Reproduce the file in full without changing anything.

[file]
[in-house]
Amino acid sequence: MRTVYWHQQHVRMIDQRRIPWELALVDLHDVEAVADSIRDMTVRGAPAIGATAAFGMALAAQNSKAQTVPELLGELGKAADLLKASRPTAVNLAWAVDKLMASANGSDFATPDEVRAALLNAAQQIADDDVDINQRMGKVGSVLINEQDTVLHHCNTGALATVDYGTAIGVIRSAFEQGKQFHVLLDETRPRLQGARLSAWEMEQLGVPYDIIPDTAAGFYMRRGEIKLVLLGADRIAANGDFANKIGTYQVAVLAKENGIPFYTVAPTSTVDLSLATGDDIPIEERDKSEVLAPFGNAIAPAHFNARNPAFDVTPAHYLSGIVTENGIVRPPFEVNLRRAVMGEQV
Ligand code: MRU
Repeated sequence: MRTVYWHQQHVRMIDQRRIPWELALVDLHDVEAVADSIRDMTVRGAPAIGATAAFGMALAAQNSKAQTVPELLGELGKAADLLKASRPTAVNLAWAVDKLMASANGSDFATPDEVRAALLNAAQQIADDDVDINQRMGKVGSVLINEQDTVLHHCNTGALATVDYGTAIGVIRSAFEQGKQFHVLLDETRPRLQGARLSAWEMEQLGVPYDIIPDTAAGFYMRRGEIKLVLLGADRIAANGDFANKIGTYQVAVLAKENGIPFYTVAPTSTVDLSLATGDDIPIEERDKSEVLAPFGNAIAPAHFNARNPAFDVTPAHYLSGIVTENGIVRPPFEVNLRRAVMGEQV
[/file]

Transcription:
[in-house]
Amino acid sequence: MRTVYWHQQHVRMIDQRRIPWELALVDLHDVEAVADSIRDMTVRGAPAIGATAAFGMALAAQNSKAQTVPELLGELGKAADLLKASRPTAVNLAWAVDKLMASANGSDFATPDEVRAALLNAAQQIADDDVDINQRMGKVGSVLINEQDTVLHHCNTGALATVDYGTAIGVIRSAFEQGKQFHVLLDETRPRLQGARLSAWEMEQLGVPYDIIPDTAAGFYMRRGEIKLVLLGADRIAANGDFANKIGTYQVAVLAKENGIPFYTVAPTSTVDLSLATGDDIPIEERDKSEVLAPFGNAIAPAHFNARNPAFDVTPAHYLSGIVTENGIVRPPFEVNLRRAVMGEQV
Ligand code: MRU
Repeated sequence: MRTVYWHQQHVRMIDQRRIPWELALVDLHDVEAVADSIRDMTVRGAPAIGATAAFGMALAAQNSKAQTVPELLGELGKAADLLKASRPTAVNLAWAVDKLMASANGSDFATPDEVRAALLNAAQQIADDDVDINQRMGKVGSVLINEQDTVLHHCNTGALATVDYGTAIGVIRSAFEQGKQFHVLLDETRPRLQGARLSAWEMEQLGVPYDIIPDTAAGFYMRRGEIKLVLLGADRIAANGDFANKIGTYQVAVLAKENGIPFYTVAPTSTVDLSLATGDDIPIEERDKSEVLAPFGNAIAPAHFNARNPAFDVTPAHYLSGIVTENGIVRPPFEVNLRRAVMGEQV